“Ice cream has the power to create happiness for every kind of people.”
“It is a down-to- earth type of food that everyone, regardless of age, gender or race, can acutely relate with.” – Khoh Wan Chin, co-founder of Creamier and Sunday Folks.
Creamier and Sunday Folks, neither brand requires much introduction.
For many of us, Creamier is a memory of friendship and ice cream. Despite the long queues, we’d braved the wait in the cool night air as staff baked up crispy waffles, topped with generous scoops of freshly churned ice cream.
My personal favourite has always been the classy Earl Grey Lavender, but there are plenty who believe the chocolate flavours can’t be beat.
Ever since Creamier’s debut at Toa Payoh, the ice cream parlour has drawn crowds from all across Singapore. Meanwhile, sister brand Sunday Folks has also carved out a crowd in Holland Village – a cozy retreat from the Sunday heat.
But what lies behind this sweetly successful brand?
We found out.
A Founders’ Story
Creamier was first founded in 2011 by Audrey Wang, Khoh Wan Chin and Victor Lim – a venture to fulfil their shared love for creativity.
Prior to Creamier, ‘Dessert Queen’ Audrey was in advertising before moving on to pursue her passion – baking. Wan Chin and Victor were already entrepreneurs with their own creative studio when they decided to join her to break into F&B.
“[We] are very different individuals with uniquely different skill sets [but] with a common vision for the business and similar values, we run the business with synergy and design-guided principles,” says Wan Chin.
For Audrey, desserts have always been a highlight for her.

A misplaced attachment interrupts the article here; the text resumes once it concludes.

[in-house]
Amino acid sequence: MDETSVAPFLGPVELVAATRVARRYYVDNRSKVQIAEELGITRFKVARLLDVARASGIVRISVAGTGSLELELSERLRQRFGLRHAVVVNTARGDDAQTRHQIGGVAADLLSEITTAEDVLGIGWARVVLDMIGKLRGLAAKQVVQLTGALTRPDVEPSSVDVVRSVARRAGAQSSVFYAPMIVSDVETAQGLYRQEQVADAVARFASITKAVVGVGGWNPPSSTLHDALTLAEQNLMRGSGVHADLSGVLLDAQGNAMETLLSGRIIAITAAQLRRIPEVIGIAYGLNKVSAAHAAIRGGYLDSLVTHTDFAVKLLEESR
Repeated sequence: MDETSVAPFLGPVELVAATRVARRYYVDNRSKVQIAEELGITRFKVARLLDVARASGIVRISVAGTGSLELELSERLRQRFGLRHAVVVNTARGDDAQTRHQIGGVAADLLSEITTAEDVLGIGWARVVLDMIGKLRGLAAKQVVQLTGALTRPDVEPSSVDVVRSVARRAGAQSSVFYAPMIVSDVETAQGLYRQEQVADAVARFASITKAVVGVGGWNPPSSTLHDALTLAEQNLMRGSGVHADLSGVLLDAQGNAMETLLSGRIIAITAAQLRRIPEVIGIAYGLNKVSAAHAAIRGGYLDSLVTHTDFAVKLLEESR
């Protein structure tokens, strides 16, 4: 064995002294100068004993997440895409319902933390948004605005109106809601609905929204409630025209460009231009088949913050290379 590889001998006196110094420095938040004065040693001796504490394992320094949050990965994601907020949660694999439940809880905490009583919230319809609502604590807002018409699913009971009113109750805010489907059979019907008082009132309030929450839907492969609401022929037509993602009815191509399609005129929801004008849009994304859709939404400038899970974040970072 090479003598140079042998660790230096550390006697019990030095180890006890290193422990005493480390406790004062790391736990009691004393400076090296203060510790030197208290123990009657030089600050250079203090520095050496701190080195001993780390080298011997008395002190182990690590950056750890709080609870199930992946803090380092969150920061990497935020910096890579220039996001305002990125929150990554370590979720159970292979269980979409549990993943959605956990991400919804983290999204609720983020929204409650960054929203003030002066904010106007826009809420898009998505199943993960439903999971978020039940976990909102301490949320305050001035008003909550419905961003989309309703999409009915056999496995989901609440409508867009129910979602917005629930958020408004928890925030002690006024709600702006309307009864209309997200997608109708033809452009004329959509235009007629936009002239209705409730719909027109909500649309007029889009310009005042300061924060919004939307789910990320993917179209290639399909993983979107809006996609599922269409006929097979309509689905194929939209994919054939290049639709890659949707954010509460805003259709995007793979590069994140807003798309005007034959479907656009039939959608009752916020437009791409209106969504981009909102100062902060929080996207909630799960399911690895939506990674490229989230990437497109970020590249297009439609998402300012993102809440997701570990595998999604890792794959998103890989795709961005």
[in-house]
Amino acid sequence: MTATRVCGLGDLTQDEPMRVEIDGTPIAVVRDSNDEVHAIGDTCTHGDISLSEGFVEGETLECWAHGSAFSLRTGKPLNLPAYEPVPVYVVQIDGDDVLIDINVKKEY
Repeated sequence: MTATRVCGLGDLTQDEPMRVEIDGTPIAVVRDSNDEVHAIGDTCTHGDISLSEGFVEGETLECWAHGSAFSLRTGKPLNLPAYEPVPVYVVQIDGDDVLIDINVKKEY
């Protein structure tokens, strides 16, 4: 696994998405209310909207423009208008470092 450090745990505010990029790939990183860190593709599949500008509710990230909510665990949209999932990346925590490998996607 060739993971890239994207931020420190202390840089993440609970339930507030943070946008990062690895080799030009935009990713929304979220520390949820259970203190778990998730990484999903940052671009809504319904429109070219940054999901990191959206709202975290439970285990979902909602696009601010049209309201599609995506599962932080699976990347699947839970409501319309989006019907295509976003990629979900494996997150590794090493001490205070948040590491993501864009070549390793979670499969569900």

“I remember buying ice cream after school for just 10 or 20 cents. At home, there would always be sng bao (traditional popsicles) in the freezer. Even now, I’d buy an ice cream when I’m at McDonald’s,” she told Straits Times.
For Wan Chin, the motivations were a little different.
“Running a happy business excites me,” she begins, as she relishes in her childhood ice cream memories.
That’s the wish for Creamier, she says, that others can also have the “same memorable happy moments.”
“Ice cream has the power to create happiness for every kind of people. It is a down-to- earth type of food that everyone, regardless of age, gender or race can acutely relate with.”
A Beginning Less Than Sweet
Although you only see 18 flavours on display, Creamier actually has a stunning 118 flavours in its repertoire – flavours inspired by the food they see and eat, and by the places they visit.
“Our ice cream display is always filled with 18 flavours without repeat. All our waffles are freshly baked with market fresh eggs, our coffees pulled by trained barista.”
In order to achieve this, Audrey had to be in at 5am to churn ice cream, while Victor and herself ran operations parallel to their creative agency.
“Labour, rental and equipment failures” were also challenges. Labour especially, as they want to “stay true to handcrafted-ness and make fresh, small batches daily.”
The heartland cafe concept was slow to catch on as well, Wan Chin reveals.